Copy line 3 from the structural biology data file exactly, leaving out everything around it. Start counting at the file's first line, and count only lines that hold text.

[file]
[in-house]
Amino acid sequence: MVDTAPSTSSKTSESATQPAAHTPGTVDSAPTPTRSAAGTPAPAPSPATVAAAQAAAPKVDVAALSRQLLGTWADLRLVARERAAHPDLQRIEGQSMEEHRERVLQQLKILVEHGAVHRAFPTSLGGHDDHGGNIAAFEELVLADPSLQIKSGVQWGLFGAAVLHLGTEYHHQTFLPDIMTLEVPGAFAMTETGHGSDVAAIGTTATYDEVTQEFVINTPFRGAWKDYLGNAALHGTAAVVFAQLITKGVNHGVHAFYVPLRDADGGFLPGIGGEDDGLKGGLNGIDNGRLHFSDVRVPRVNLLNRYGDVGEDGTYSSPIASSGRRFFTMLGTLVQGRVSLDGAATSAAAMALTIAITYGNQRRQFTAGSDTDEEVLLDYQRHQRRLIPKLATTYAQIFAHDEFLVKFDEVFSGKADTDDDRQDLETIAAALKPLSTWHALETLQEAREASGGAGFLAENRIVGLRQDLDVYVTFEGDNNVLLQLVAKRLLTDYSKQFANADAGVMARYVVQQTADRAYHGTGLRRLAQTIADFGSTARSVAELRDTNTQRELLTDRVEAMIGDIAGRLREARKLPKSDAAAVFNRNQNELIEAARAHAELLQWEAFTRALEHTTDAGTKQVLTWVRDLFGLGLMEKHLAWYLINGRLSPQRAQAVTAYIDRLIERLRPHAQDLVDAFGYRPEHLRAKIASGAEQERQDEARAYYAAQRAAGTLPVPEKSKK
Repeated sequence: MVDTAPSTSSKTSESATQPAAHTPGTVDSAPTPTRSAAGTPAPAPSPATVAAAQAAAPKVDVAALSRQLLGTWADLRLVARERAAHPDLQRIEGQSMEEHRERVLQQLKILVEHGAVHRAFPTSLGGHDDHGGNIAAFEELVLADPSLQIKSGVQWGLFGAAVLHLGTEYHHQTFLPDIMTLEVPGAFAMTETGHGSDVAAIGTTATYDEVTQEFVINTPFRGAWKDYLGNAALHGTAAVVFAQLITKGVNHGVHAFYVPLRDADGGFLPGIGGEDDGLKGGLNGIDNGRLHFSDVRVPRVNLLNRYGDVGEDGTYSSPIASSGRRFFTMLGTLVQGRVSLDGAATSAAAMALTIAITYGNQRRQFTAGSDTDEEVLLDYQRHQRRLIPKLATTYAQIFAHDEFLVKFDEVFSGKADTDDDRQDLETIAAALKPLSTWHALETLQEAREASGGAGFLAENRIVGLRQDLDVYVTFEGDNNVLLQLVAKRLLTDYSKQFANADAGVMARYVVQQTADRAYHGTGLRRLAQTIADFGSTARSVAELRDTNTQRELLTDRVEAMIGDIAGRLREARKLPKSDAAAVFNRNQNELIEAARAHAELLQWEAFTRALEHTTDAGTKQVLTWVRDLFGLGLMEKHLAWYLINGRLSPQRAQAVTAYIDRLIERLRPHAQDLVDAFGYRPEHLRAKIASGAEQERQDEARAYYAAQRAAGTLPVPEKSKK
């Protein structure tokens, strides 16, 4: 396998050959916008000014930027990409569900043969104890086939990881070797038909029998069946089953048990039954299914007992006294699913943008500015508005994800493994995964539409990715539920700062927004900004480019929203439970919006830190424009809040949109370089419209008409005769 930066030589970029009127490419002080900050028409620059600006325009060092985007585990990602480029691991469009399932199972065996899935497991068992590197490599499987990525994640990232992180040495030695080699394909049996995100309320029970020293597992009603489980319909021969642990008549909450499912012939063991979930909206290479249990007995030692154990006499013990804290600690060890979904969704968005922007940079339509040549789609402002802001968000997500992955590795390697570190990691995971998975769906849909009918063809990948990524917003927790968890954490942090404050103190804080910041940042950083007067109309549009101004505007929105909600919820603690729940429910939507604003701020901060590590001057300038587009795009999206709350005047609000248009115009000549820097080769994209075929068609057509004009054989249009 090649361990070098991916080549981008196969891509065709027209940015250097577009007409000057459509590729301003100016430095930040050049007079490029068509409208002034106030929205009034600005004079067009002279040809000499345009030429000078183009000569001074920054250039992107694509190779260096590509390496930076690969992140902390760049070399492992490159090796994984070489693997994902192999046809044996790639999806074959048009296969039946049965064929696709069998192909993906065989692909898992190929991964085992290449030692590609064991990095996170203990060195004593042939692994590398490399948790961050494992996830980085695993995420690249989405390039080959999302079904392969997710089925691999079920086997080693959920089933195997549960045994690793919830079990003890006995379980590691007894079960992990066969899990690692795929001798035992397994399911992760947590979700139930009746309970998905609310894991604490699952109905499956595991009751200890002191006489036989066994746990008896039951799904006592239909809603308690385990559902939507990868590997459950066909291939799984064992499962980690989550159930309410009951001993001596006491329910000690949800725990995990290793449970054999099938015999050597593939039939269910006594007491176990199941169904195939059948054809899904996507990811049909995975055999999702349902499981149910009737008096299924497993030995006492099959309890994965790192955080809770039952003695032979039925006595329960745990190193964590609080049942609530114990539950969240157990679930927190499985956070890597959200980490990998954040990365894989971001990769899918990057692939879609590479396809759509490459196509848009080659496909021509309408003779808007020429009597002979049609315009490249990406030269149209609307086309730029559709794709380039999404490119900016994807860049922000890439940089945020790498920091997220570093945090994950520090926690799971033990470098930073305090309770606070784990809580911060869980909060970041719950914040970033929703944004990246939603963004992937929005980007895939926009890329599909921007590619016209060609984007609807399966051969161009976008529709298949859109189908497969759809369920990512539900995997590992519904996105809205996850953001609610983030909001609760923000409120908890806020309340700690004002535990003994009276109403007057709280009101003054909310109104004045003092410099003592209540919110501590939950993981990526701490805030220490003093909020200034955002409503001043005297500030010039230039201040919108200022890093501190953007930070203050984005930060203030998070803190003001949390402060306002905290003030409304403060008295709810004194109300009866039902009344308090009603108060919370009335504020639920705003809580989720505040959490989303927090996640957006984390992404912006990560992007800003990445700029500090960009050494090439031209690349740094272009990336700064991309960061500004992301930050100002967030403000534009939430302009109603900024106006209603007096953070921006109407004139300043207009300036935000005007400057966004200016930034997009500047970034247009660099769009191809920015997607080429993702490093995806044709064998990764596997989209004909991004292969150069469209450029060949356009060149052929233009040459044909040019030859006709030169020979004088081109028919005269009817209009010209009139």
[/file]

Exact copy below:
Repeated sequence: MVDTAPSTSSKTSESATQPAAHTPGTVDSAPTPTRSAAGTPAPAPSPATVAAAQAAAPKVDVAALSRQLLGTWADLRLVARERAAHPDLQRIEGQSMEEHRERVLQQLKILVEHGAVHRAFPTSLGGHDDHGGNIAAFEELVLADPSLQIKSGVQWGLFGAAVLHLGTEYHHQTFLPDIMTLEVPGAFAMTETGHGSDVAAIGTTATYDEVTQEFVINTPFRGAWKDYLGNAALHGTAAVVFAQLITKGVNHGVHAFYVPLRDADGGFLPGIGGEDDGLKGGLNGIDNGRLHFSDVRVPRVNLLNRYGDVGEDGTYSSPIASSGRRFFTMLGTLVQGRVSLDGAATSAAAMALTIAITYGNQRRQFTAGSDTDEEVLLDYQRHQRRLIPKLATTYAQIFAHDEFLVKFDEVFSGKADTDDDRQDLETIAAALKPLSTWHALETLQEAREASGGAGFLAENRIVGLRQDLDVYVTFEGDNNVLLQLVAKRLLTDYSKQFANADAGVMARYVVQQTADRAYHGTGLRRLAQTIADFGSTARSVAELRDTNTQRELLTDRVEAMIGDIAGRLREARKLPKSDAAAVFNRNQNELIEAARAHAELLQWEAFTRALEHTTDAGTKQVLTWVRDLFGLGLMEKHLAWYLINGRLSPQRAQAVTAYIDRLIERLRPHAQDLVDAFGYRPEHLRAKIASGAEQERQDEARAYYAAQRAAGTLPVPEKSKK